In September 1940, four French teenagers were roaming the forests near Montignac when their dog began sniffing around a mysterious hole in the ground. After shimmying down a stone shaft, the boys encountered a vast underground cavern whose walls were adorned with some 2,000 ancient paintings and engravings. The astonished teens initially agreed to explore the grotto in secret, but they later sent word of the find to their schoolteacher, who persuaded a cave expert to verify its authenticity. Before long, word of the Lascaux cave’s exquisite collection of animal drawings and abstract symbols had spread across Europe, and it became known as the “Sistine Chapel of Prehistoric Art.” Historians later placed the age of its paintings at around 15,000-17,000 years old, and many believe the cave was once the site of religious and hunting rites among Upper Paleolithic peoples.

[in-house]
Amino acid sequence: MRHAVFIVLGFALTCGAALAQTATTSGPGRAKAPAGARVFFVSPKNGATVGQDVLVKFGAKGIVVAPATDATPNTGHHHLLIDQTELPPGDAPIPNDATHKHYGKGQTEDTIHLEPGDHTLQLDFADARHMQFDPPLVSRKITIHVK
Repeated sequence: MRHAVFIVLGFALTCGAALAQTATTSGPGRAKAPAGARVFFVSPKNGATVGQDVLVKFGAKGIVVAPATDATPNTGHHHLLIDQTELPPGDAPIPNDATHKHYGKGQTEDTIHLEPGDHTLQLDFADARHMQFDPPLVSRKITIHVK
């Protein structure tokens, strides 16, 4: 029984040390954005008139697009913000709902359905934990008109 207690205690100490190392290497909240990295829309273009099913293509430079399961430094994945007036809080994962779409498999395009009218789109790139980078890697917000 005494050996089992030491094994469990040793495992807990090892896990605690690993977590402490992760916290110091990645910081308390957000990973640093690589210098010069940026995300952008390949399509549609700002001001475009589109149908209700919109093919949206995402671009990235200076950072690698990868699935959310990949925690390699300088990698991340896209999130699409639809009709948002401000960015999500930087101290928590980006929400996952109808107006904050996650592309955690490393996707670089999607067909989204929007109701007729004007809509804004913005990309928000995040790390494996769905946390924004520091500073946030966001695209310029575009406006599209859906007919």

In 1974, a group of Chinese farmers chanced upon the discovery of a lifetime: the tomb of the first emperor of the Qin Dynasty. The seven-man team was digging a well near the city of Xian when one of their shovels struck the head of a buried statue. The men initially thought they had discovered a bronze bust or an ancient Buddha sculpture, but when archeologists conducted further excavations, they found it was one of some 8,000 life-sized terra cotta soldiers, horses and chariots constructed to guard the 3rd century B.C. Emperor Qin Shi Huang in the afterlife. The tomb and its highly detailed soldiers—each has its own unique face—are now regarded as some of the most important archeological treasures in all of China.